“If you want to become the best runner you can be, start now. Don’t spend the rest of your life wondering if you can do it.” - Priscialla Welch, Olympian & NYC Marathon winner
When I was in my 20s I saw myself as a fairly serious runner and road racer. Back then I usually placed in the top 3 of most of the regional races I entered, and I had big dreams - I ran sub-40 for 10k. By golly, that meant something (to me). But it never would have occurred to me to get a coach. I worked briefly with Andy Palmer in Maine, but for the most part I believed that coaching was only for the really really good runners and I never felt worthy. That was the 1980s and things have changed since then. Today all kinds of runners turn to coaches to help them for a variety of reasons and I, for one, see this as a good change.
But of course I feel this way, suspicious readers might say while rolling their eyes at the transparent self-interest obviously at work here. After all, I'm now a coach, RRCA Certified (http://www.rrca.org/coaches/) and soon to be Lydiard Foundation (http://lydiardfoundation.org/) coach certified. Clearly I'm just trying to tell you all to train with me, give me gobs and gobs of money - make me rich and famous...Sorry, but that's not my purpose here. My purpose, instead, is to discuss the reasons why coaching may or may not enrich your running life, and to suggest that we each have own own answer to these two questions: Do I REALLY need a coach? and if so, What type of coaching (individual, in-person/online, running group, etc) would be best for me?
There's lots and lots of running advice out there - books, videos, online training sites, Facebook running groups of all varieties, discussion boards, free training plans offered by everyone and anyone, and of course blogs, blogs...and so many more blogs. Some of the advice it good, and some, not so good. The challenge is sifting through it all and separating the wheat from the chaff.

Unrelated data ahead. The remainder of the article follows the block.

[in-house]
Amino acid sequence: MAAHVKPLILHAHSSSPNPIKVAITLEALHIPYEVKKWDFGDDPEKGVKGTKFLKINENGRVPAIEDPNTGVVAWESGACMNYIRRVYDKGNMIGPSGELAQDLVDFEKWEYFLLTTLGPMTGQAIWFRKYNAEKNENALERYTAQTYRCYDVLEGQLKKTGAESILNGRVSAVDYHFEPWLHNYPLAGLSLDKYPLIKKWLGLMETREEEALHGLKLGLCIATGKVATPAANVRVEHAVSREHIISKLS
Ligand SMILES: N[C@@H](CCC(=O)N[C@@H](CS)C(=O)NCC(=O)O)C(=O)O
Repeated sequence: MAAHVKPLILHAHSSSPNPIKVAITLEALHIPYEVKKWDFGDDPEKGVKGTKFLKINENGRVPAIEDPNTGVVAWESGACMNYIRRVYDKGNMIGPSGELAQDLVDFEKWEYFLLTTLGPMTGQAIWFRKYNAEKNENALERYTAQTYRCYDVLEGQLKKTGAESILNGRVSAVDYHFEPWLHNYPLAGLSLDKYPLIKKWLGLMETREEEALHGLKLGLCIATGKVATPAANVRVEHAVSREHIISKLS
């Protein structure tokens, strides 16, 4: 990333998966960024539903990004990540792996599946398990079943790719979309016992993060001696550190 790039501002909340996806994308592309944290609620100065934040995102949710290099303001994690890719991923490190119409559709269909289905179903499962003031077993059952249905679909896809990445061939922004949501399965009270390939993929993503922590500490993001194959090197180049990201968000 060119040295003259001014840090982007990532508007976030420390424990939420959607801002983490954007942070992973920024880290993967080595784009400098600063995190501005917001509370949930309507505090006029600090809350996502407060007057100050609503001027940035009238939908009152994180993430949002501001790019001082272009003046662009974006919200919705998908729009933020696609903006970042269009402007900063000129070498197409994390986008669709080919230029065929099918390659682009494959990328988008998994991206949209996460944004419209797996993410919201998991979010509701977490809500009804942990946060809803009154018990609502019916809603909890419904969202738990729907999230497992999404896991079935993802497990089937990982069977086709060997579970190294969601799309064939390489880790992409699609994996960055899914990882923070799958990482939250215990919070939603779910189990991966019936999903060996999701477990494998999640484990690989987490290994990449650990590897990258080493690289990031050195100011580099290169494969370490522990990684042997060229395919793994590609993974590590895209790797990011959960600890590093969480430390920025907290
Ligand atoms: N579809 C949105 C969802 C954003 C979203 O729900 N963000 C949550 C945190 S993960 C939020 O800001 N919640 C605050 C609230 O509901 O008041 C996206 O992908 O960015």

Let's face it, there's a lot we still don't know about pretty much everything in life.We know how to measure gravity, but do we really understand WHAT it is? And why is there something, rather than nothing? Where did everything come from? Where and how did everything begin? And we believe we know when we're dreaming or awake, but do we really KNOW the difference? Can I really PROVE I'm awake right now?... Sorry. Too much philosophy. Back to running...
Knowledge is forever evolving as new understanding, evidence, and experience come to light. It's no different for running and training principles. What's best???: Barefoot or shod? Hard/easy or hard/hard/easy, or easy/easy/hard...? Run more or run less? How should I fuel before/during/after a long run/race? Am I drinking too much or too little? Electrolytes or no electrolytes? Trust my thirst or not? What shoes will fix X, Y, and Z-condition (fill in your injuries)? How long should a long run be? How long should I taper? What happens if I miss some runs?
Then there's: Long runs (LSD) - How long and how slow? Intervals - How long and how fast and how many? Tempo runs: 5k pace, 10k pace, 15k-1/2 marathon pace...and for how long? Blahblahblah.. Marathon pace runs...progression runs...recovery runs...short hills...long hills...crosstraining...Ugg
But we're not done yet. Now let's add in form: cadence, lean, arm swing, foot plant, push off...OMG! Make it stop.
Here's a typical question directed to other runners:
"Can anyone recommend a good 1/2 marathon (or marathon, etc) training program? I run about 15 miles per week and have run some 5k's and 10Ks."
Some say to all this: JFR (Just F$%&ing Run!). It's as simple as that. And it may be.
The self-coached runner, who has high aspirations and/or is taking on a new challenge, or the newer runner who doesn't have any experience with running, must have a pretty insatiable appetite for and curiosity about the ever changing information out there concerning training, nutrition, recovery, biomechanics, injury rehab...OR they can just download a program from one of the many well regarded and successfully used training plans, hope for the best and place their trust in what seems to work for so many others. And that will probably work for you if you are self motivated - driven - disciplined...
There's literally gobs of decent cookie-cutter programs out there. Try one that sounds good. It will probably get you to the finish line, and you may learn a thing or two along the way.
The question is: Is what you're doing working for you? And this question is important whether you are self-coached or if you currently have a coach. Are you happy with how you're progressing? Have you plateaued? Are you feeling confused about how and what to change in your training? Do you have zero interest in trying to understand everything and you just want to run or do you love reading books, and articles about training? Do you need (or does it help) to be accountable to someone else? Do you need/want others to run with? All these questions are very personal, and they will determine whether a coach, and what sort of coach, might work best for you.
One thing's for sure: It's no longer just elites, or aspiring elites, looking for good coaching that suits their individual needs to help them reach their personal goals no matter what those goals may be.
"For me, running is a lifestyle and an art. I’m far more interested in the magic of it than the mechanics.” ~ Lorraine Moller, Olympic Marathoner and Bronze Medalist.